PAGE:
What is Monk Fruit?
Monk fruit is a small melon-like fruit, grown almost exclusively in Southeast Asia. It’s not particularly delicious, and not typically eaten like other fruit. Beyond that, this weird little green orb doesn’t store well, unlike squash or other melons. It’s more used for traditional medicines or teas, after being processed and dried. It’s gained some traction outside of Asia, however, because of the remarkable fact that extracts of the fruit are about 100-200x sweeter than sugar but have no carbs, sugar, or calories. It’s honestly a fantastic sweetener for those pursuing a lower carb, ketogenic, or diabetic meal plan.
Though the US FDA doesn’t have a ton of data on it (classifying it as generally recognized as safe), it’s been cultivated and used in China since the 13th century, which should indicate it’s fine. Various companies in the United States have sold it as a sugar-alternative sweetener since 1995, and it’s becoming more prevalent as cultivation increases. That said, however, it’s still not exceptionally common to find in stores, at least in its pure form, and more often is mixed with dextrose or some other sweetener.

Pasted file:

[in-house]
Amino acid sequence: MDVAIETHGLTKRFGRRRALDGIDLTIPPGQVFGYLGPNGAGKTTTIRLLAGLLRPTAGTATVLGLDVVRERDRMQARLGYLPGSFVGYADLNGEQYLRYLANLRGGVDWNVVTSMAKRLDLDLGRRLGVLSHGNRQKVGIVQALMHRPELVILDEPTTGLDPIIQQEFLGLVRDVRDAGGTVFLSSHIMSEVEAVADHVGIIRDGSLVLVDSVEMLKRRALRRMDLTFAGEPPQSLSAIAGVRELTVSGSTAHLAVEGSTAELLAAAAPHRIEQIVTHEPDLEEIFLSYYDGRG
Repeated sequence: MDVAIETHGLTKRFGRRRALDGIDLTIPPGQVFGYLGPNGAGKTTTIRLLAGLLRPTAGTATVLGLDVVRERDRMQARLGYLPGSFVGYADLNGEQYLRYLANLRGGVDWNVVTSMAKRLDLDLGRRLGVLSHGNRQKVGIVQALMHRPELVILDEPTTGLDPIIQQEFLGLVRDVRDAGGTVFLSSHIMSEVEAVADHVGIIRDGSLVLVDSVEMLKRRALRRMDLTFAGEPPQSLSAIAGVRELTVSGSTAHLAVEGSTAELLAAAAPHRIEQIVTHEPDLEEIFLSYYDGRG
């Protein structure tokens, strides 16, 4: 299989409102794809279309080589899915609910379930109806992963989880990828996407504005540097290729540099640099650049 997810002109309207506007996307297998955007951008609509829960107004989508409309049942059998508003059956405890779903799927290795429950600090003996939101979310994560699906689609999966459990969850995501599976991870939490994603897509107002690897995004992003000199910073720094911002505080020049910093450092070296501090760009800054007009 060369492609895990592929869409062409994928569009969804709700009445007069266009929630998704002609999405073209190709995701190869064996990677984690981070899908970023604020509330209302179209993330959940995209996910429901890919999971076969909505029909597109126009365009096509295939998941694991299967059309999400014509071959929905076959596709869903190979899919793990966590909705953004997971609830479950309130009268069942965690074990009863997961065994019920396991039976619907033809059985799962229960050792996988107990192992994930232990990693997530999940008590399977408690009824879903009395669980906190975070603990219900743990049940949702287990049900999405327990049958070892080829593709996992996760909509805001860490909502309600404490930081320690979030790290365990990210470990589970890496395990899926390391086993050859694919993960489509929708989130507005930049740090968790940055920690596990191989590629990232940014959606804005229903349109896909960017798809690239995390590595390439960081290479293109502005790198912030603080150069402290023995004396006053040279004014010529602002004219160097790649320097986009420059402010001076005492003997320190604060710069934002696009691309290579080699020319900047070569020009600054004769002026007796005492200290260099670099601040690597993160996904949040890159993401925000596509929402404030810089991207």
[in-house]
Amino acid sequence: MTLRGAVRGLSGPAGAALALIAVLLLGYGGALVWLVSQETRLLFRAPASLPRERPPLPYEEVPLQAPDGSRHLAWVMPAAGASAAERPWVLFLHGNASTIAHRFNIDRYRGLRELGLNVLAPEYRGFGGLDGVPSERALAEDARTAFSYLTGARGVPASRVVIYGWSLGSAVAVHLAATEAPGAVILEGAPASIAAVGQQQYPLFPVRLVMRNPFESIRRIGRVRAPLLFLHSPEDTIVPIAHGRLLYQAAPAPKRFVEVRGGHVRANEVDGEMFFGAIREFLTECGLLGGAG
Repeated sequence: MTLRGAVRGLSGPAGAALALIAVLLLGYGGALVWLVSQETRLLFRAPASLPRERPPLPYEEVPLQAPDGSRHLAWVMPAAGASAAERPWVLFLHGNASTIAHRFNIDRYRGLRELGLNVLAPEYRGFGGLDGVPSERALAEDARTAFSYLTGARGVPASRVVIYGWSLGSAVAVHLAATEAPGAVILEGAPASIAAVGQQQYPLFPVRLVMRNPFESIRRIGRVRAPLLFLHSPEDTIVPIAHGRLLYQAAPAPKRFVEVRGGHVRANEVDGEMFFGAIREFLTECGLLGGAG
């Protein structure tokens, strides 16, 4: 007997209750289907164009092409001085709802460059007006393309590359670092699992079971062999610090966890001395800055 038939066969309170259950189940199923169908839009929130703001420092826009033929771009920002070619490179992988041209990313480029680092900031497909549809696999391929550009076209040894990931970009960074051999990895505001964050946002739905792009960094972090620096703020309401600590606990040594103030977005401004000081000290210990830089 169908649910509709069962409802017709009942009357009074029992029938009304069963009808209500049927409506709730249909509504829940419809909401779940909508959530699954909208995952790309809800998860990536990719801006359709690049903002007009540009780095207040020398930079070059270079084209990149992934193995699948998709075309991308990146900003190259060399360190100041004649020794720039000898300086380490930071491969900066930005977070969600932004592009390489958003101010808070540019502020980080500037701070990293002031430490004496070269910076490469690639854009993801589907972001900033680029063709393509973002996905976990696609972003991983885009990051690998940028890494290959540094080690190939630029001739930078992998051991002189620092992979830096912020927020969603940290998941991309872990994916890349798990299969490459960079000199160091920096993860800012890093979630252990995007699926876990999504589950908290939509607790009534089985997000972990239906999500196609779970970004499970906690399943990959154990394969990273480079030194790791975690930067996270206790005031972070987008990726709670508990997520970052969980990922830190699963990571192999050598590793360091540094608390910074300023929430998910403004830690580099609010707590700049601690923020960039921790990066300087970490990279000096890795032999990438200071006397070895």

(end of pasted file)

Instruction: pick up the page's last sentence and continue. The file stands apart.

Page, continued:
Advantages with Monk Fruit
Monk fruit is a wonderful alternative to insulin-raising, calorie-laden sugar. Even when compared to other keto sweeteners, monk fruit stands out for a handful of reasons:
- Monk fruit extract does not impact blood sugar levels. This is important as some sugar alternatives will still raise blood sugar, which then creates a corresponding rise in insulin levels, and no matter what, this is something you likely want to avoid on keto
- It’s a zero calorie sweetener, which is ideal for any kind of diet, but particularly so for a ketogenic way of eating. With no calories means there’s no carbs, and no raise in blood sugar to interrupt ketosis
- Some older, artificial sweeteners have been potentially linked to disease (like aspartame). Monk fruit is both natural and there’s nothing in current or past research that indicates it might be unhealthy.
- The mogrosides that make up the monk fruit extract and give its characteristic sweetness are also antioxidants. Antioxidants are great for minimizing free-radical damage to our bodies, and that’s a pretty sweet bit of information!
- Because of the fact that the extract is dried, it is very versatile, coming in liquid, granule, and powder forms with no loss of sweetness or efficacy.
Disadvantages with Monk Fruit
While the pros of using monk fruit are pretty good reasons to utilize it as a part of your low carb diet, there are some disadvantages to using it as a sugar substitute.
- Monk fruit has been reported as having an unpleasant, overly “fruity” aftertaste. While a lot of sugar substitutes have a bitter aftertaste, that can often be masked. Monk fruit kind of stands out and if you don’t like the aftertaste, you might no ever like it.
- Again, as we said before, it’s difficult to find in its pure form. More often than not, what you find in the store is mixed with some less desirable sweetener, like dextrose or maltitol.